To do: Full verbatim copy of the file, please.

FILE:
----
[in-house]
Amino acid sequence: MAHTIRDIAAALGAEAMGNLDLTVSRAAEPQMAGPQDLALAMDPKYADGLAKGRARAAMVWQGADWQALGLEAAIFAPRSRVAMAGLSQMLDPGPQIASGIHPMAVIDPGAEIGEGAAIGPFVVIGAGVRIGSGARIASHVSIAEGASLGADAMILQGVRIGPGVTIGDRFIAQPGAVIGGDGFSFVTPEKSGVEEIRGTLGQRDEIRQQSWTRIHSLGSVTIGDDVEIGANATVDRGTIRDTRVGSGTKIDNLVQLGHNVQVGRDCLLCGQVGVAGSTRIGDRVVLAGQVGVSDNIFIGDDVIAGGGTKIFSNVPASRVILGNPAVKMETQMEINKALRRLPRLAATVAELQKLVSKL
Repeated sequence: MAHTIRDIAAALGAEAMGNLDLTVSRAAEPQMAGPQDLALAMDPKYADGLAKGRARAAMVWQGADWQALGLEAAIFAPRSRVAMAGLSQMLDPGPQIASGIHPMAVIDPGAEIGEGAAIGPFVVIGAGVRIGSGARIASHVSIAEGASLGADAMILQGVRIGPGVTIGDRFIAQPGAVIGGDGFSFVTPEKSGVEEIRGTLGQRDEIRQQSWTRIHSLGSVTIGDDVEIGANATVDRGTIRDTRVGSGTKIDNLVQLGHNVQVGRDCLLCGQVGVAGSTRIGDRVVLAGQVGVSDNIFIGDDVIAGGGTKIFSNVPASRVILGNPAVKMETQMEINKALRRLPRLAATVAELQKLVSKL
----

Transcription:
[in-house]
Amino acid sequence: MAHTIRDIAAALGAEAMGNLDLTVSRAAEPQMAGPQDLALAMDPKYADGLAKGRARAAMVWQGADWQALGLEAAIFAPRSRVAMAGLSQMLDPGPQIASGIHPMAVIDPGAEIGEGAAIGPFVVIGAGVRIGSGARIASHVSIAEGASLGADAMILQGVRIGPGVTIGDRFIAQPGAVIGGDGFSFVTPEKSGVEEIRGTLGQRDEIRQQSWTRIHSLGSVTIGDDVEIGANATVDRGTIRDTRVGSGTKIDNLVQLGHNVQVGRDCLLCGQVGVAGSTRIGDRVVLAGQVGVSDNIFIGDDVIAGGGTKIFSNVPASRVILGNPAVKMETQMEINKALRRLPRLAATVAELQKLVSKL
Repeated sequence: MAHTIRDIAAALGAEAMGNLDLTVSRAAEPQMAGPQDLALAMDPKYADGLAKGRARAAMVWQGADWQALGLEAAIFAPRSRVAMAGLSQMLDPGPQIASGIHPMAVIDPGAEIGEGAAIGPFVVIGAGVRIGSGARIASHVSIAEGASLGADAMILQGVRIGPGVTIGDRFIAQPGAVIGGDGFSFVTPEKSGVEEIRGTLGQRDEIRQQSWTRIHSLGSVTIGDDVEIGANATVDRGTIRDTRVGSGTKIDNLVQLGHNVQVGRDCLLCGQVGVAGSTRIGDRVVLAGQVGVSDNIFIGDDVIAGGGTKIFSNVPASRVILGNPAVKMETQMEINKALRRLPRLAATVAELQKLVSKL